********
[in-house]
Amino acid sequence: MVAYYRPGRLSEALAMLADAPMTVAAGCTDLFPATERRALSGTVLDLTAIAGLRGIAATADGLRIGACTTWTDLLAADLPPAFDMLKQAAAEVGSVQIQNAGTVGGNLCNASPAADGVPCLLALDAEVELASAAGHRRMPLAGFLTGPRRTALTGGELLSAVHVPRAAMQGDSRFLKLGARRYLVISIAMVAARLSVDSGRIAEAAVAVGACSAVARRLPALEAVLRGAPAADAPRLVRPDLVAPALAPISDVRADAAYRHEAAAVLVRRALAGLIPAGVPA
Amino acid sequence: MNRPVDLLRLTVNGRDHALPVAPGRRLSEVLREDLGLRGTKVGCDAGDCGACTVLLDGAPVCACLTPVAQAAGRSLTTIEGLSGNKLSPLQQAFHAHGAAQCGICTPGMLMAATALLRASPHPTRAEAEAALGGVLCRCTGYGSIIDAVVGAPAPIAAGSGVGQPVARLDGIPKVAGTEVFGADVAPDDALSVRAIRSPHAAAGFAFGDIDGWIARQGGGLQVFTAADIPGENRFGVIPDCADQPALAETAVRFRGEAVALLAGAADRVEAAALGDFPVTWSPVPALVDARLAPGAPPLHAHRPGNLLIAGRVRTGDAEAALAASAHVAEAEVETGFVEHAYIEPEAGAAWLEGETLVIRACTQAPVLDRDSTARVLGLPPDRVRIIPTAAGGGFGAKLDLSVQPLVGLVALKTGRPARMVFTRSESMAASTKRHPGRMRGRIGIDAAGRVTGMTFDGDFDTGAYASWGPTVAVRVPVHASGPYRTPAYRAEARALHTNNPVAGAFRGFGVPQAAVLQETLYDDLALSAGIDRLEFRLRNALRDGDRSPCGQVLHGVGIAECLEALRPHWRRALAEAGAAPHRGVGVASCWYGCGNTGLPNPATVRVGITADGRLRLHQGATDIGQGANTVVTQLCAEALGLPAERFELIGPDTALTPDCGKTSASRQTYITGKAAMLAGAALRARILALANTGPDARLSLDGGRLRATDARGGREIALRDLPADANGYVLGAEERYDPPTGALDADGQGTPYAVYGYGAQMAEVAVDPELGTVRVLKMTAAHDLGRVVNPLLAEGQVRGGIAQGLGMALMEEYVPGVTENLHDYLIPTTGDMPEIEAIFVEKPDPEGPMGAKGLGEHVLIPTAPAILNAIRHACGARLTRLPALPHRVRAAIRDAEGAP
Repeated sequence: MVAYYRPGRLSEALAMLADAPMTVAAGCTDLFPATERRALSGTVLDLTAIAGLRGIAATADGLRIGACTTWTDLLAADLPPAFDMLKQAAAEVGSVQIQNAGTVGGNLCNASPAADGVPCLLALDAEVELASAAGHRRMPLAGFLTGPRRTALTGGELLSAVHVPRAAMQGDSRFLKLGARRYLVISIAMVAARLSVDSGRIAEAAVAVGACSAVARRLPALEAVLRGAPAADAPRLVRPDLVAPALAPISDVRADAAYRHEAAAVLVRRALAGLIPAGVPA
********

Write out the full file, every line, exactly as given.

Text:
[in-house]
Amino acid sequence: MVAYYRPGRLSEALAMLADAPMTVAAGCTDLFPATERRALSGTVLDLTAIAGLRGIAATADGLRIGACTTWTDLLAADLPPAFDMLKQAAAEVGSVQIQNAGTVGGNLCNASPAADGVPCLLALDAEVELASAAGHRRMPLAGFLTGPRRTALTGGELLSAVHVPRAAMQGDSRFLKLGARRYLVISIAMVAARLSVDSGRIAEAAVAVGACSAVARRLPALEAVLRGAPAADAPRLVRPDLVAPALAPISDVRADAAYRHEAAAVLVRRALAGLIPAGVPA
Amino acid sequence: MNRPVDLLRLTVNGRDHALPVAPGRRLSEVLREDLGLRGTKVGCDAGDCGACTVLLDGAPVCACLTPVAQAAGRSLTTIEGLSGNKLSPLQQAFHAHGAAQCGICTPGMLMAATALLRASPHPTRAEAEAALGGVLCRCTGYGSIIDAVVGAPAPIAAGSGVGQPVARLDGIPKVAGTEVFGADVAPDDALSVRAIRSPHAAAGFAFGDIDGWIARQGGGLQVFTAADIPGENRFGVIPDCADQPALAETAVRFRGEAVALLAGAADRVEAAALGDFPVTWSPVPALVDARLAPGAPPLHAHRPGNLLIAGRVRTGDAEAALAASAHVAEAEVETGFVEHAYIEPEAGAAWLEGETLVIRACTQAPVLDRDSTARVLGLPPDRVRIIPTAAGGGFGAKLDLSVQPLVGLVALKTGRPARMVFTRSESMAASTKRHPGRMRGRIGIDAAGRVTGMTFDGDFDTGAYASWGPTVAVRVPVHASGPYRTPAYRAEARALHTNNPVAGAFRGFGVPQAAVLQETLYDDLALSAGIDRLEFRLRNALRDGDRSPCGQVLHGVGIAECLEALRPHWRRALAEAGAAPHRGVGVASCWYGCGNTGLPNPATVRVGITADGRLRLHQGATDIGQGANTVVTQLCAEALGLPAERFELIGPDTALTPDCGKTSASRQTYITGKAAMLAGAALRARILALANTGPDARLSLDGGRLRATDARGGREIALRDLPADANGYVLGAEERYDPPTGALDADGQGTPYAVYGYGAQMAEVAVDPELGTVRVLKMTAAHDLGRVVNPLLAEGQVRGGIAQGLGMALMEEYVPGVTENLHDYLIPTTGDMPEIEAIFVEKPDPEGPMGAKGLGEHVLIPTAPAILNAIRHACGARLTRLPALPHRVRAAIRDAEGAP
Repeated sequence: MVAYYRPGRLSEALAMLADAPMTVAAGCTDLFPATERRALSGTVLDLTAIAGLRGIAATADGLRIGACTTWTDLLAADLPPAFDMLKQAAAEVGSVQIQNAGTVGGNLCNASPAADGVPCLLALDAEVELASAAGHRRMPLAGFLTGPRRTALTGGELLSAVHVPRAAMQGDSRFLKLGARRYLVISIAMVAARLSVDSGRIAEAAVAVGACSAVARRLPALEAVLRGAPAADAPRLVRPDLVAPALAPISDVRADAAYRHEAAAVLVRRALAGLIPAGVPA